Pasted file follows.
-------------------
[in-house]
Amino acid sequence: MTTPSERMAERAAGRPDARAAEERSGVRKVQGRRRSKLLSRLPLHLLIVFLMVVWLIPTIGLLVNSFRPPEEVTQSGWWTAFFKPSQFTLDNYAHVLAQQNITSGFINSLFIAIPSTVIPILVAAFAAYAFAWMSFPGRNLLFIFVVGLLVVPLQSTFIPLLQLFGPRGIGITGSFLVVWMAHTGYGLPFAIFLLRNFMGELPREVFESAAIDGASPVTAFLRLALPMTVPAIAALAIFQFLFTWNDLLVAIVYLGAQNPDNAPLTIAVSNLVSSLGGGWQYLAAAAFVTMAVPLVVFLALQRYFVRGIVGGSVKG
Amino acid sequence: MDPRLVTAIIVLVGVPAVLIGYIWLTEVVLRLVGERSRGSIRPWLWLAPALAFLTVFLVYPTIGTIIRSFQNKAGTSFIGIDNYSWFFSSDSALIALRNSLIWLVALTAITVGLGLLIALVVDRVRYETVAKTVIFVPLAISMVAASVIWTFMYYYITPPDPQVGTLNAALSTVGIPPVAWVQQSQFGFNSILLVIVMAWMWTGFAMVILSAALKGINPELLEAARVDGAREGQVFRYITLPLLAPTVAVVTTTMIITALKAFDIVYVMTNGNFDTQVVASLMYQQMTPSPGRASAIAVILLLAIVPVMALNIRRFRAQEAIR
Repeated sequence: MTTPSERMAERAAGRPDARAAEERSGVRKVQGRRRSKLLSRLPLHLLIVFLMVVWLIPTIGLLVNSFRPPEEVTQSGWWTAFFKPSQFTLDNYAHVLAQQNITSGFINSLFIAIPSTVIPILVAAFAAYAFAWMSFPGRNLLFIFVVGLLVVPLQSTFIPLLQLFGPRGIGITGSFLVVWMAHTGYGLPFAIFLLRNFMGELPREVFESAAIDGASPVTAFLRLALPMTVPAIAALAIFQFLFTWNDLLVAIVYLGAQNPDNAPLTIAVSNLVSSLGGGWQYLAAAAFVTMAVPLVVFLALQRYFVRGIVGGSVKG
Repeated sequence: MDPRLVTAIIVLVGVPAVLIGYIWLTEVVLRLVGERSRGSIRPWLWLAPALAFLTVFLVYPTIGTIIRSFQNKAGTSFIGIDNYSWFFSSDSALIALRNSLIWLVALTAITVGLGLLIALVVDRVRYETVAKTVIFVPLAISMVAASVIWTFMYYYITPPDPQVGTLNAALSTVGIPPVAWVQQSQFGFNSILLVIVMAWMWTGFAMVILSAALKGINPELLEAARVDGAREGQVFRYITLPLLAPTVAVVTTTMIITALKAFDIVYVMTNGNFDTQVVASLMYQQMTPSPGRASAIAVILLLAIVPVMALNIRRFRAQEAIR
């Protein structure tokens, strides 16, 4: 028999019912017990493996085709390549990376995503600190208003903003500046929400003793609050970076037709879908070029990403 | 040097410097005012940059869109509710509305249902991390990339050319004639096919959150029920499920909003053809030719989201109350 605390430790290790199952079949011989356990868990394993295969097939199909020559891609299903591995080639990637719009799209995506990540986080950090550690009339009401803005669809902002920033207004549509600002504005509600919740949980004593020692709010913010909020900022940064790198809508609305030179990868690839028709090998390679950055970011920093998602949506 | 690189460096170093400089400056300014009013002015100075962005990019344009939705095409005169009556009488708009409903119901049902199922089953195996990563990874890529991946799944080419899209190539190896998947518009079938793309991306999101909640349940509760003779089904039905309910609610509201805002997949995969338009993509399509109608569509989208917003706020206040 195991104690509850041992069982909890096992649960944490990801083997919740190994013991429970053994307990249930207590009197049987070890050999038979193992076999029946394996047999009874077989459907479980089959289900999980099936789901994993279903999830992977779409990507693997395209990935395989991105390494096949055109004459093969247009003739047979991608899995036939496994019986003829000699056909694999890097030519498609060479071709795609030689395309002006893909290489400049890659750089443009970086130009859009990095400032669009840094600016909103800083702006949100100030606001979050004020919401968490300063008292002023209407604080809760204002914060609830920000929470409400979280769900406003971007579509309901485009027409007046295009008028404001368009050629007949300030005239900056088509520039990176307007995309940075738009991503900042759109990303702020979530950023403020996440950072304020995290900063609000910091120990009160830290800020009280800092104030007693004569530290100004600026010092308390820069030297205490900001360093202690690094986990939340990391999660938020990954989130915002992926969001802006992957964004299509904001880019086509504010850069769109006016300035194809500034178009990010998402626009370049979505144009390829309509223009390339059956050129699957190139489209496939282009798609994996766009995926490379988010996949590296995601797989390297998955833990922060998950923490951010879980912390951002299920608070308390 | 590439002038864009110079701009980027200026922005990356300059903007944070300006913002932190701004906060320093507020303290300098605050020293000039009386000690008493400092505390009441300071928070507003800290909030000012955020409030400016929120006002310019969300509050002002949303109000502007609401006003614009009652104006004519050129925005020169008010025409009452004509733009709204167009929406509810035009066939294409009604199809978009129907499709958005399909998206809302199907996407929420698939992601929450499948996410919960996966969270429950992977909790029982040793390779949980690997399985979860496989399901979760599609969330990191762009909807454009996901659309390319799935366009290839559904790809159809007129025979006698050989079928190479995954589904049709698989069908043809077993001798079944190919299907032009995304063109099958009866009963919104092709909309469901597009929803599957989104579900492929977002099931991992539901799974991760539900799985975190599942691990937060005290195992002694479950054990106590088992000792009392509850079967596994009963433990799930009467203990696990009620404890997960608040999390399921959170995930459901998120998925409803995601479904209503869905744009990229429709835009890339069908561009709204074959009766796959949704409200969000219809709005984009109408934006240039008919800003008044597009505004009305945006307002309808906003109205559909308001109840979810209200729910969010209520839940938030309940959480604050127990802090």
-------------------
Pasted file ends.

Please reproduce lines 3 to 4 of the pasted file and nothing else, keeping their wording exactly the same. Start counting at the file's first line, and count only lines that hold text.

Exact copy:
Amino acid sequence: MDPRLVTAIIVLVGVPAVLIGYIWLTEVVLRLVGERSRGSIRPWLWLAPALAFLTVFLVYPTIGTIIRSFQNKAGTSFIGIDNYSWFFSSDSALIALRNSLIWLVALTAITVGLGLLIALVVDRVRYETVAKTVIFVPLAISMVAASVIWTFMYYYITPPDPQVGTLNAALSTVGIPPVAWVQQSQFGFNSILLVIVMAWMWTGFAMVILSAALKGINPELLEAARVDGAREGQVFRYITLPLLAPTVAVVTTTMIITALKAFDIVYVMTNGNFDTQVVASLMYQQMTPSPGRASAIAVILLLAIVPVMALNIRRFRAQEAIR
Repeated sequence: MTTPSERMAERAAGRPDARAAEERSGVRKVQGRRRSKLLSRLPLHLLIVFLMVVWLIPTIGLLVNSFRPPEEVTQSGWWTAFFKPSQFTLDNYAHVLAQQNITSGFINSLFIAIPSTVIPILVAAFAAYAFAWMSFPGRNLLFIFVVGLLVVPLQSTFIPLLQLFGPRGIGITGSFLVVWMAHTGYGLPFAIFLLRNFMGELPREVFESAAIDGASPVTAFLRLALPMTVPAIAALAIFQFLFTWNDLLVAIVYLGAQNPDNAPLTIAVSNLVSSLGGGWQYLAAAAFVTMAVPLVVFLALQRYFVRGIVGGSVKG